RowUK Research and iRoW
At RowUK, we believe our delivery model to be ground-breaking and we are confident it will become of national significance to those interested in using sport to enhance social mobility. As we continue to grow our programmes, we want to expose our model to the scrutiny of independent academics and, in the process, gain important insights.
We believe a good way to discover best practice is through a consistent set of metrics and an open sharing of the resulting analysis. We want to evaluate the long-term social and economic benefits of our programmes and to collaborate with partners sharing our commitment to Widening Participation. This term, used by educationalists, refers to the process of ensuring underrepresented groups apply to higher education and, more importantly, enjoy an experience there which is rewarding and enduring.
In partnership with the University of Leeds, we have developed a research programme called iRoW (impact of Rowing on Wellbeing). Funding has been confirmed to roll out a one-year pilot across the Gorse Academies Trust from September this year. This allows us to build an accurate picture of what we are seeking to measure and how we are going to measure it. It will include a full-time Research Intern, working within UoL’s Educational Engagement Team, to be supervised by Prof. David Cottrell (UoL School of Psychology), Dr Mark Hopkins (UoL School of Food Science and Nutrition) and RowUK. The research protocol has passed ethics approval and we have consent from Gorse to work with their students and seek ascent from parents and guardians.
There is plenty of evidence surrounding the impact of rowing and sport on physical health, but surprisingly little on how it affects other outcomes. We want to start by understanding how our programmes affect physical and mental wellbeing and, in the long-term, we hope to determine how this relates to school attendance, academic attainment, admission to university and employability.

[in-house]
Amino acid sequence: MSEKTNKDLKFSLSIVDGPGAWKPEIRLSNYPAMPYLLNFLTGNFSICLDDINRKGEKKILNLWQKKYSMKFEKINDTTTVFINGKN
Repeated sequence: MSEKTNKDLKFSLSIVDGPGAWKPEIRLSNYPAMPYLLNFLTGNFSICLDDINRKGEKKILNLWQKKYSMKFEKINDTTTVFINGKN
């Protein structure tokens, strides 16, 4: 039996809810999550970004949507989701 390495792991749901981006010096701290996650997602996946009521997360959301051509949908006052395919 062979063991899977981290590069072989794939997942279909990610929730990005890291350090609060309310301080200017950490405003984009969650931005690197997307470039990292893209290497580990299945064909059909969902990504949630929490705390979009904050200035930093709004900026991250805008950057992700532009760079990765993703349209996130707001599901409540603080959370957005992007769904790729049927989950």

We are curious and we are pragmatic. Whether the goal of the research is Widening Participation or
performance sport, we are already starting to establish ourselves as a collaborative hub. As we build our data sets, both within and beyond the scope of iRoW, collaboration with rowing clubs and programmes across the country is welcome. In addition to participation data, RowUK Research might extend to involve everything from further biomechanical analysis to championing new and innovative performance software. It might include tapping into census data and conducting longitudinal statistical modelling to show economic impact. What our curiosity does require is for us to be open to good ideas wherever we find them - and being willing to challenge our own preconceptions if better methods come along.
iRoW represents a first step towards scientifically evaluating the co-curricular environment we need to provide if our young people are reach their full potential. We are fortunate to be working with academics as committed to Widening Participation as ourselves, but also ones who will hold our feet to the fire if our model has a weakness.
We believe education needs to take this sort of evaluation seriously if we are to close the opportunity gap in this country. We will start modestly, in a niche sport in a city in the north of England, but we look forward to contributing to the debate before long.
We want to evaluate the long-term social and economic benefits of our programmes.
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